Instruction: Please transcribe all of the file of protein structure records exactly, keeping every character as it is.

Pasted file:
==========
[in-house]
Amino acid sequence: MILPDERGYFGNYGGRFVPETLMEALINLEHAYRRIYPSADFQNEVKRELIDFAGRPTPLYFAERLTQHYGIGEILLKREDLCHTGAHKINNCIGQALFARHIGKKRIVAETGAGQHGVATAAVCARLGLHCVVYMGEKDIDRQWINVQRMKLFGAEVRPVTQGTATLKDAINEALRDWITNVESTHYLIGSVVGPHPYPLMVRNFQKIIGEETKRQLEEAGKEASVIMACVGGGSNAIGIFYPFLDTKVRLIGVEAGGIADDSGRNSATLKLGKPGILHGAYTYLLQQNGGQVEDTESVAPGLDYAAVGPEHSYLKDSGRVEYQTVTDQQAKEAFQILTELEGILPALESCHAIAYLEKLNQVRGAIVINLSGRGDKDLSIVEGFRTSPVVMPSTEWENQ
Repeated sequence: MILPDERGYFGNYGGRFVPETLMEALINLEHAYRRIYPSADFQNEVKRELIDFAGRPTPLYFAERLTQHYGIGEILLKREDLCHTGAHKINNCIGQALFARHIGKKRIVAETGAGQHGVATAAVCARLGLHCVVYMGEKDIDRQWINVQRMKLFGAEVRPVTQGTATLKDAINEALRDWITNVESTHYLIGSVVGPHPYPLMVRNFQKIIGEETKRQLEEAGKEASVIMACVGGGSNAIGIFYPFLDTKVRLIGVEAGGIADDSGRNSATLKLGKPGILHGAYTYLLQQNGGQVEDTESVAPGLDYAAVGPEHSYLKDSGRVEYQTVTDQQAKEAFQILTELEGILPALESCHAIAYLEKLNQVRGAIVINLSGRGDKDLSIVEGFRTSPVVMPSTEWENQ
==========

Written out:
[in-house]
Amino acid sequence: MILPDERGYFGNYGGRFVPETLMEALINLEHAYRRIYPSADFQNEVKRELIDFAGRPTPLYFAERLTQHYGIGEILLKREDLCHTGAHKINNCIGQALFARHIGKKRIVAETGAGQHGVATAAVCARLGLHCVVYMGEKDIDRQWINVQRMKLFGAEVRPVTQGTATLKDAINEALRDWITNVESTHYLIGSVVGPHPYPLMVRNFQKIIGEETKRQLEEAGKEASVIMACVGGGSNAIGIFYPFLDTKVRLIGVEAGGIADDSGRNSATLKLGKPGILHGAYTYLLQQNGGQVEDTESVAPGLDYAAVGPEHSYLKDSGRVEYQTVTDQQAKEAFQILTELEGILPALESCHAIAYLEKLNQVRGAIVINLSGRGDKDLSIVEGFRTSPVVMPSTEWENQ
Repeated sequence: MILPDERGYFGNYGGRFVPETLMEALINLEHAYRRIYPSADFQNEVKRELIDFAGRPTPLYFAERLTQHYGIGEILLKREDLCHTGAHKINNCIGQALFARHIGKKRIVAETGAGQHGVATAAVCARLGLHCVVYMGEKDIDRQWINVQRMKLFGAEVRPVTQGTATLKDAINEALRDWITNVESTHYLIGSVVGPHPYPLMVRNFQKIIGEETKRQLEEAGKEASVIMACVGGGSNAIGIFYPFLDTKVRLIGVEAGGIADDSGRNSATLKLGKPGILHGAYTYLLQQNGGQVEDTESVAPGLDYAAVGPEHSYLKDSGRVEYQTVTDQQAKEAFQILTELEGILPALESCHAIAYLEKLNQVRGAIVINLSGRGDKDLSIVEGFRTSPVVMPSTEWENQ